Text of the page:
A deep-rooted misogynistic heritage, fostered by the dicta of some patently weak accounts [7], led the Muslim ‘Ulama to impose various restrictions on women. Any cataloguing of such restrictions will not serve any purpose, but it is sufficient to say that until very recent times, Muslim women were discouraged from pursuing higher education, working side by side with men in corporate offices, travelling by themselves, or even taking up a lawful profession of their choice – just to cite some glaring examples. However, as noted in the foregoing overview, the Qur’an does not impose any such restrictions on women. In fact, from the Qur’anic perspective, if men can travel by themselves or pursue studies, take up a lawful profession or work for a livelihood, so can women. However, it goes without saying that the choice of both men and women for taking part in any activity is conditioned by their external environment and by the facilities at their disposal. Thus, today, a woman can travel around the world without the need of a protective guardian while just a century ago, she would need a male guard or companion to go to a neighbouring village to ensure her safety. In sum, the Qur’an does not invest men with the guardianship of women and expects them to live together as friends and protectors of one another (awliya’, 9:71). While men are entrusted with the financial responsibility of the family (qawwamah), the woman can also play this role depending upon relative incomes of the spouses (4:34).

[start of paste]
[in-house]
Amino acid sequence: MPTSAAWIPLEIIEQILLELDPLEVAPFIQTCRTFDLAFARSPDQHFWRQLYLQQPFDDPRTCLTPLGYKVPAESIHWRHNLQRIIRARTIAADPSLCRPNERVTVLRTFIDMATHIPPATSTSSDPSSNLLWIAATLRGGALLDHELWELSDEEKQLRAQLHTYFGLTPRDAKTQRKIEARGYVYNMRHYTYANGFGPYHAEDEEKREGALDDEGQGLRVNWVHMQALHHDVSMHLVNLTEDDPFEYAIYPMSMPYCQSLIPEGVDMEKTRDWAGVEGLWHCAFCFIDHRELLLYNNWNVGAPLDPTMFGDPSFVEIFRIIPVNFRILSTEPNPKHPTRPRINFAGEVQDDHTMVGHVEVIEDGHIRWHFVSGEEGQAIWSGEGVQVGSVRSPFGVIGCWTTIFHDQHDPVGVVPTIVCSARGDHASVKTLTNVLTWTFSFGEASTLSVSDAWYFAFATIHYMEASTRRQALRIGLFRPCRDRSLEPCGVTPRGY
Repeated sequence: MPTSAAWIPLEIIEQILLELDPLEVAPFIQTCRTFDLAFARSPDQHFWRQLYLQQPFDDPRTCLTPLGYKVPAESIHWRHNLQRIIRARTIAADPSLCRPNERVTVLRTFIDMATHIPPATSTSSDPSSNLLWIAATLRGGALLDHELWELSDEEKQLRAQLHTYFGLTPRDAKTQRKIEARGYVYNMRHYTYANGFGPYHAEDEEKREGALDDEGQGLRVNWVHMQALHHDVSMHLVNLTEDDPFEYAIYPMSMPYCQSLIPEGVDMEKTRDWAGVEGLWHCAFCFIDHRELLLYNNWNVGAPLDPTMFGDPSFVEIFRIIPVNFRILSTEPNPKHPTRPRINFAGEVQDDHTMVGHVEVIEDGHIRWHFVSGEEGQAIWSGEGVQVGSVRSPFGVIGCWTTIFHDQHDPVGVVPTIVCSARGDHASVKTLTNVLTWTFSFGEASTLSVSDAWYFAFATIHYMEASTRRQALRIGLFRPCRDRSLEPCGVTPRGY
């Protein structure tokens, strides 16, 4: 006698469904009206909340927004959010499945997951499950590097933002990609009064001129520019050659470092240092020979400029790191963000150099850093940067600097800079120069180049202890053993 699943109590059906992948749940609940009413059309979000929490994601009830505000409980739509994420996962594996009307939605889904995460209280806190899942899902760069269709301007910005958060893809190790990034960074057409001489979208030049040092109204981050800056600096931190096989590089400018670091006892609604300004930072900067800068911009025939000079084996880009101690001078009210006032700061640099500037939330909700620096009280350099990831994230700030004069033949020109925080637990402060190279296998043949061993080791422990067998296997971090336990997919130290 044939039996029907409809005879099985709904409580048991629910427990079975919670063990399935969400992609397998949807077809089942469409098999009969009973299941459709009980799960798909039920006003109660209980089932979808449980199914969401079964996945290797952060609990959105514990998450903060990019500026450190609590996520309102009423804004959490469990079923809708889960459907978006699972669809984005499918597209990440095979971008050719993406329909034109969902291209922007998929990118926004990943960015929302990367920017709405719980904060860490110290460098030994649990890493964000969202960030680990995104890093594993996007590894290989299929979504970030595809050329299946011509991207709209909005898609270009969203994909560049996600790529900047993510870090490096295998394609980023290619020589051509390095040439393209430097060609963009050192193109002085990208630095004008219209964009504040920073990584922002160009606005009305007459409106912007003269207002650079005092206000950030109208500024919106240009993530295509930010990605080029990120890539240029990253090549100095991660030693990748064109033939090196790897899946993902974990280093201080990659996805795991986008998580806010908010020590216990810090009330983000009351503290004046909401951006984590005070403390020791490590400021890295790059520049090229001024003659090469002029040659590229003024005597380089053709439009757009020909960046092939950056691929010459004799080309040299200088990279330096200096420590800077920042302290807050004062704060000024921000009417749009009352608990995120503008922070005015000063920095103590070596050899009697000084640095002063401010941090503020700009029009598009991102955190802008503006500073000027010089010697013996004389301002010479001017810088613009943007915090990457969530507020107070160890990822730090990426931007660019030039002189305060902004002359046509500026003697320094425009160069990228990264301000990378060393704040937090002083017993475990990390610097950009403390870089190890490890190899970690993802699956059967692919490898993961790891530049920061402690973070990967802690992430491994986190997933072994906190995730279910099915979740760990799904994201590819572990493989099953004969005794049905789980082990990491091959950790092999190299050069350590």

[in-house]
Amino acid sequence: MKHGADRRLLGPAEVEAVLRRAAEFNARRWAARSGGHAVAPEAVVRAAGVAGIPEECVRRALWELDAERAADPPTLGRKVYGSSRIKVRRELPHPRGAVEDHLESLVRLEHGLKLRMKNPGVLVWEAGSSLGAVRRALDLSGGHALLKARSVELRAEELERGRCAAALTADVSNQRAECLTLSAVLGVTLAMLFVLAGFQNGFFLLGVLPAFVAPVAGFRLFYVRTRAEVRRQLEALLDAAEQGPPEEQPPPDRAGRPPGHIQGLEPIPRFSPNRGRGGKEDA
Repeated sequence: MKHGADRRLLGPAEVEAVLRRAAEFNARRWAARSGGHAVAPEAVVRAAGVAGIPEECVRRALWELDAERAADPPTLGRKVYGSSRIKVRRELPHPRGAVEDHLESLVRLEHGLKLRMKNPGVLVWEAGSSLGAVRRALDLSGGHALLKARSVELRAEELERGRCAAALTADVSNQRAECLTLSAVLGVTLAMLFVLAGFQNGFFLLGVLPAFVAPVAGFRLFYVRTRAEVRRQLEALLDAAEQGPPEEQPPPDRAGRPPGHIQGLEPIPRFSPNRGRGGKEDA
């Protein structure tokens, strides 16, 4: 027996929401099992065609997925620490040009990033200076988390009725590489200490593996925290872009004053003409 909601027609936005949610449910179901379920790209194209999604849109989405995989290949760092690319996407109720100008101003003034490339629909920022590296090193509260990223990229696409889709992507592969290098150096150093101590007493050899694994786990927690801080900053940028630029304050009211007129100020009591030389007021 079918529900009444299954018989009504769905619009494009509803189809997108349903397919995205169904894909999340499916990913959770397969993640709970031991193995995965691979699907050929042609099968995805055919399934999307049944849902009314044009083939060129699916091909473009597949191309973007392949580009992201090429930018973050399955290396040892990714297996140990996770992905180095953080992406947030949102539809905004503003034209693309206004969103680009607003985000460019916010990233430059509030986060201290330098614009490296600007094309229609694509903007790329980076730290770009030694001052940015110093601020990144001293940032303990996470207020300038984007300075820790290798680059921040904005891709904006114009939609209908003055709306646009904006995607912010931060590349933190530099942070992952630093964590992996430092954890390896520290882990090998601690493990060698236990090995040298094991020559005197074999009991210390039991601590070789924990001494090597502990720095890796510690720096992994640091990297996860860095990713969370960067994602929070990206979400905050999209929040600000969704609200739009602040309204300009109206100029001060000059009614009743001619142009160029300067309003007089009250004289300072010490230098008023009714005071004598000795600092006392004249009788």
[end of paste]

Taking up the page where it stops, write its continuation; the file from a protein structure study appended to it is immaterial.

All these Qur’anic illustrations clearly and conclusively demonstrate its gender equality. But in light of the Qur’an’s social, moral and ethical tenets, such an ‘equality’ will not be on a strictly quid pro quo basis, but on the basis of mutual understanding and share and care. The advocates of preferential legal status of men may still quote the verse 2:282 to drive their discriminatory views against the women. This therefore needs to be clarified.

Is the Qur’anic injunction to substitute one male witness with two female witnesses (2:282) an eternal mandate?